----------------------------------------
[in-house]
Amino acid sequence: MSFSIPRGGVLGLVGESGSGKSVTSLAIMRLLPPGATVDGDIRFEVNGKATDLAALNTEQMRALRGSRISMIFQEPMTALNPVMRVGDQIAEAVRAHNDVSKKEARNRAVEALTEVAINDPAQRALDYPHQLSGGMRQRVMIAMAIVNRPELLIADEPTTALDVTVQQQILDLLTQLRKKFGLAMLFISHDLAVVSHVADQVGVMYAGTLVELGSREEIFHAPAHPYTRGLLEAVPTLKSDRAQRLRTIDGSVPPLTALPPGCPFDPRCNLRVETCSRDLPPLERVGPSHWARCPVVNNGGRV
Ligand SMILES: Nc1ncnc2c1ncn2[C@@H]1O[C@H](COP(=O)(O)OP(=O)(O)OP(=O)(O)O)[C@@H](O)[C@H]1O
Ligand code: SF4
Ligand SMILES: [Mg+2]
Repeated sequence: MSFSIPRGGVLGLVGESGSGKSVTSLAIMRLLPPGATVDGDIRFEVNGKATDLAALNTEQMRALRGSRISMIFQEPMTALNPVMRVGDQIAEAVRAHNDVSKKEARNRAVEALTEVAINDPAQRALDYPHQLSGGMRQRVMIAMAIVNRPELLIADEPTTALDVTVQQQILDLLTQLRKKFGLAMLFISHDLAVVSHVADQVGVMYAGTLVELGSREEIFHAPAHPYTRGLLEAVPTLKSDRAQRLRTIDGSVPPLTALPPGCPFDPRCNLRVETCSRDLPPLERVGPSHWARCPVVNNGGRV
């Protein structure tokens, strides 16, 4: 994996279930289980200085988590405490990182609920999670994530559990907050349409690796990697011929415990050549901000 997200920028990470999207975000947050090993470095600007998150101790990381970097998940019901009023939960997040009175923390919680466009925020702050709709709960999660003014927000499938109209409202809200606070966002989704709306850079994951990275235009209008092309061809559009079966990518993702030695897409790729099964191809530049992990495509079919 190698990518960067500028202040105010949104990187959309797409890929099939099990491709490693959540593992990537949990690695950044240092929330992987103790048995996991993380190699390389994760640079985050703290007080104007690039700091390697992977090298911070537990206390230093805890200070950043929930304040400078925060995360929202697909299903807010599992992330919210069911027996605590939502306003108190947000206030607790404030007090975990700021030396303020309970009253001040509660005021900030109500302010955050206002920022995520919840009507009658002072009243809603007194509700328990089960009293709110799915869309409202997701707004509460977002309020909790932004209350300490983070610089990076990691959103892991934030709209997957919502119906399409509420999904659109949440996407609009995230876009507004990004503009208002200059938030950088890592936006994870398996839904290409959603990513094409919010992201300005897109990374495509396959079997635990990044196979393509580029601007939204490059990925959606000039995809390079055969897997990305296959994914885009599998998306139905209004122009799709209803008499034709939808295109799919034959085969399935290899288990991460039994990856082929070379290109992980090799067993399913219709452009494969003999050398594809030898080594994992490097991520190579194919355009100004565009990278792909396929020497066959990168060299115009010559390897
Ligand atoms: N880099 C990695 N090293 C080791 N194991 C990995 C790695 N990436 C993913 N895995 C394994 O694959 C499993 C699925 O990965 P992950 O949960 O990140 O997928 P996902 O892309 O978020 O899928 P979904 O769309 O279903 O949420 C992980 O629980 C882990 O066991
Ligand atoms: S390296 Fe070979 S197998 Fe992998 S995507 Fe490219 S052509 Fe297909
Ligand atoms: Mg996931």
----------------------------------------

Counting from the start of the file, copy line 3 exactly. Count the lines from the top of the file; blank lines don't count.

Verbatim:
Ligand SMILES: Nc1ncnc2c1ncn2[C@@H]1O[C@H](COP(=O)(O)OP(=O)(O)OP(=O)(O)O)[C@@H](O)[C@H]1O